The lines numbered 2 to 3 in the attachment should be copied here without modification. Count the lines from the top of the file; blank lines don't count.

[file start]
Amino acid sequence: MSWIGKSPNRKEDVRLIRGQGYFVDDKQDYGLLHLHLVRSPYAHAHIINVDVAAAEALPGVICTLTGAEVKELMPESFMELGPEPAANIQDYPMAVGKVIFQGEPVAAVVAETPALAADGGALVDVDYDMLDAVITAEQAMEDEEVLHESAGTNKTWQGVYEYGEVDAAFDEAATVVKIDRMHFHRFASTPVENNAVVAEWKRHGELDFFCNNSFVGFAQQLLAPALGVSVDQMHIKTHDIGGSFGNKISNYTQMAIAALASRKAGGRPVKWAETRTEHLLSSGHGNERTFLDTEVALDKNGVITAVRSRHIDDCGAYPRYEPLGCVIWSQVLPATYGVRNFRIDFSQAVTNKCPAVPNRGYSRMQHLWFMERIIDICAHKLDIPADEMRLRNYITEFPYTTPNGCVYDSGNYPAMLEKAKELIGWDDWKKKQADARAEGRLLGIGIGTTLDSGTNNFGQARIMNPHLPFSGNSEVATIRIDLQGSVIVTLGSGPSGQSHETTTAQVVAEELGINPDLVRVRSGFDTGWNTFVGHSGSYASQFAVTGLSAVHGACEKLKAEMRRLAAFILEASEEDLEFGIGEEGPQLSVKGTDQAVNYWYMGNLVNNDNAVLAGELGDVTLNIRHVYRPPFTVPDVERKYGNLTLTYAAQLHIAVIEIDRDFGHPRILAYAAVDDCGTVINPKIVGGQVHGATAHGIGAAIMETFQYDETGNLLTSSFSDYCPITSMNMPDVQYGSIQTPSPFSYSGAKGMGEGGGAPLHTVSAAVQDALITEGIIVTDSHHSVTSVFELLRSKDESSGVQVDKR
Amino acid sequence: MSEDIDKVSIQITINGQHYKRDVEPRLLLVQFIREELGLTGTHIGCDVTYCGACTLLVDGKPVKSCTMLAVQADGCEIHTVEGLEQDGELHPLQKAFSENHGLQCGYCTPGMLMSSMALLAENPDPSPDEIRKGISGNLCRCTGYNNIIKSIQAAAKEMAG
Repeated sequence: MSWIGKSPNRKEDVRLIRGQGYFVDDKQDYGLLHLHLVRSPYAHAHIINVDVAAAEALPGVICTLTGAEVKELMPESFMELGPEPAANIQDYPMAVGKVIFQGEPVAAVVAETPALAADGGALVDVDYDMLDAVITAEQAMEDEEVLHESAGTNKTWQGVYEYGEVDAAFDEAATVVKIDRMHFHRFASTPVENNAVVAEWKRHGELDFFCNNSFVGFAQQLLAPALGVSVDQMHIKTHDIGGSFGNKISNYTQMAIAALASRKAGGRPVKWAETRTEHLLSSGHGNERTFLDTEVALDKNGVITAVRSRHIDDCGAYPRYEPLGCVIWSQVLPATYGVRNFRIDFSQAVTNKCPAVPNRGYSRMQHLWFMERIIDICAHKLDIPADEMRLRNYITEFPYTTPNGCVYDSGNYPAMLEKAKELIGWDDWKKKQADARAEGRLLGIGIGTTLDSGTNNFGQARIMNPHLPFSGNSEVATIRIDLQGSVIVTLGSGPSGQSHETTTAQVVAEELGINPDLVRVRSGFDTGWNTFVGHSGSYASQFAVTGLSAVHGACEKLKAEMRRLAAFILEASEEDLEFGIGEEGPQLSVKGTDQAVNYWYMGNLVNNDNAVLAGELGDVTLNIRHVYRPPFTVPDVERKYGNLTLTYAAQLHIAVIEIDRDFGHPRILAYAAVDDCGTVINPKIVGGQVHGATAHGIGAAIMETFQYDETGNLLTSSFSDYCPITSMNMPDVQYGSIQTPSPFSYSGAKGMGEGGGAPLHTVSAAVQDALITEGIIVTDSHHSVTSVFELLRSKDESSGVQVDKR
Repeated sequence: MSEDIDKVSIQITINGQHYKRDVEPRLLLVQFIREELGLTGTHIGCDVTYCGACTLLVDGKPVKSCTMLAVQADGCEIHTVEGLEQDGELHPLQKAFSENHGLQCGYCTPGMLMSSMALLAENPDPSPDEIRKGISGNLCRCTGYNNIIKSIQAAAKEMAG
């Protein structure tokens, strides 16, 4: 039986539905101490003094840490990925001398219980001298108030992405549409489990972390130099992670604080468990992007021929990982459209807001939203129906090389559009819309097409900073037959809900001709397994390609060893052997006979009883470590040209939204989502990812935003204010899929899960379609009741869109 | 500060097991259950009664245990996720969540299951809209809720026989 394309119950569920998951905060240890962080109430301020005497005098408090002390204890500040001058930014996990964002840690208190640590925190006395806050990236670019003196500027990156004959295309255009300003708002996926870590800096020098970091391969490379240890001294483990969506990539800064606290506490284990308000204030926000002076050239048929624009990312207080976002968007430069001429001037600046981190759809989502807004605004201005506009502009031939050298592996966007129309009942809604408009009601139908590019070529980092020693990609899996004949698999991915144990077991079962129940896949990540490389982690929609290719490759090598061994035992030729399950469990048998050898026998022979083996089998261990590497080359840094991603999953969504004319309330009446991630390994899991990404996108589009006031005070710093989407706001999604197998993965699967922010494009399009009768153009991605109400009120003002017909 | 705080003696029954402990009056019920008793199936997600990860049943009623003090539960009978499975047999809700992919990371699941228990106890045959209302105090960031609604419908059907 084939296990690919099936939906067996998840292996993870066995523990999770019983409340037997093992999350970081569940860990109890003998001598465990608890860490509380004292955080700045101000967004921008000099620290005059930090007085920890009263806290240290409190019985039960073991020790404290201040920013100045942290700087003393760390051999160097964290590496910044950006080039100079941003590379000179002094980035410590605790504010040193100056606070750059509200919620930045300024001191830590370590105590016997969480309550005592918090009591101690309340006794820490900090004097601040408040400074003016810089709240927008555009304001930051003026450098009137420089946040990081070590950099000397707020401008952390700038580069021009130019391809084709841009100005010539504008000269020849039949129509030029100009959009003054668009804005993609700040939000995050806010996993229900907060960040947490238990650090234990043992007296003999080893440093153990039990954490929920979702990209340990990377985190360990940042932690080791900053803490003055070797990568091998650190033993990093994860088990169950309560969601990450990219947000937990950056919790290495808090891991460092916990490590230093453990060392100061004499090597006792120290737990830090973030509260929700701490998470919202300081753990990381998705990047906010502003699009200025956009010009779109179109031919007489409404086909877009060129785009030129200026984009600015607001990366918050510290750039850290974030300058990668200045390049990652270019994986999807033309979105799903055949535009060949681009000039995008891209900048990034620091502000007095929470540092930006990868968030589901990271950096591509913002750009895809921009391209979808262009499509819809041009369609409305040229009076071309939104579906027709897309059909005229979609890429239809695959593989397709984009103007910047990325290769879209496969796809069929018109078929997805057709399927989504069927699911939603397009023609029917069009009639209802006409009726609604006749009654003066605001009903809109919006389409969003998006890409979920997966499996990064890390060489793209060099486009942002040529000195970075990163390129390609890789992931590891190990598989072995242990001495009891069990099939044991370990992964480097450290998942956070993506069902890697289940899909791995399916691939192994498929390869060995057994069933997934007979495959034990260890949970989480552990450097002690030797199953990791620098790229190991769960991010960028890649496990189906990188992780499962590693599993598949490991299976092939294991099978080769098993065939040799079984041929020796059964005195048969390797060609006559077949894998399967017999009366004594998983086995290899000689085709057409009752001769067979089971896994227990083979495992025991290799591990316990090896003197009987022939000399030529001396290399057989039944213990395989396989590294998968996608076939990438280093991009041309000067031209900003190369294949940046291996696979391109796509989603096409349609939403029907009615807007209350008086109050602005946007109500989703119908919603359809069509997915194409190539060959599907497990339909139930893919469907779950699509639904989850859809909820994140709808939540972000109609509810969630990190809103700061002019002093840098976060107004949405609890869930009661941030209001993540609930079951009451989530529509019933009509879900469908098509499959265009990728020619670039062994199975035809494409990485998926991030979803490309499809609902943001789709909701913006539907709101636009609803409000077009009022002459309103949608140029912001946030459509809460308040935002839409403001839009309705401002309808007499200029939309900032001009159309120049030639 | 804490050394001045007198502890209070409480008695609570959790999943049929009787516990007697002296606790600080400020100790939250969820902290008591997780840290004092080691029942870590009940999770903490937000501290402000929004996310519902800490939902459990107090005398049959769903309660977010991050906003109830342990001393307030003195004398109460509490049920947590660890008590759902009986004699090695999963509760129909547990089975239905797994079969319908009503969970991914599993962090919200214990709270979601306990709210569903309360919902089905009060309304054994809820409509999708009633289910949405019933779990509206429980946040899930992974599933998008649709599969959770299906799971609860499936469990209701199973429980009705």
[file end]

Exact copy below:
Amino acid sequence: MSEDIDKVSIQITINGQHYKRDVEPRLLLVQFIREELGLTGTHIGCDVTYCGACTLLVDGKPVKSCTMLAVQADGCEIHTVEGLEQDGELHPLQKAFSENHGLQCGYCTPGMLMSSMALLAENPDPSPDEIRKGISGNLCRCTGYNNIIKSIQAAAKEMAG
Repeated sequence: MSWIGKSPNRKEDVRLIRGQGYFVDDKQDYGLLHLHLVRSPYAHAHIINVDVAAAEALPGVICTLTGAEVKELMPESFMELGPEPAANIQDYPMAVGKVIFQGEPVAAVVAETPALAADGGALVDVDYDMLDAVITAEQAMEDEEVLHESAGTNKTWQGVYEYGEVDAAFDEAATVVKIDRMHFHRFASTPVENNAVVAEWKRHGELDFFCNNSFVGFAQQLLAPALGVSVDQMHIKTHDIGGSFGNKISNYTQMAIAALASRKAGGRPVKWAETRTEHLLSSGHGNERTFLDTEVALDKNGVITAVRSRHIDDCGAYPRYEPLGCVIWSQVLPATYGVRNFRIDFSQAVTNKCPAVPNRGYSRMQHLWFMERIIDICAHKLDIPADEMRLRNYITEFPYTTPNGCVYDSGNYPAMLEKAKELIGWDDWKKKQADARAEGRLLGIGIGTTLDSGTNNFGQARIMNPHLPFSGNSEVATIRIDLQGSVIVTLGSGPSGQSHETTTAQVVAEELGINPDLVRVRSGFDTGWNTFVGHSGSYASQFAVTGLSAVHGACEKLKAEMRRLAAFILEASEEDLEFGIGEEGPQLSVKGTDQAVNYWYMGNLVNNDNAVLAGELGDVTLNIRHVYRPPFTVPDVERKYGNLTLTYAAQLHIAVIEIDRDFGHPRILAYAAVDDCGTVINPKIVGGQVHGATAHGIGAAIMETFQYDETGNLLTSSFSDYCPITSMNMPDVQYGSIQTPSPFSYSGAKGMGEGGGAPLHTVSAAVQDALITEGIIVTDSHHSVTSVFELLRSKDESSGVQVDKR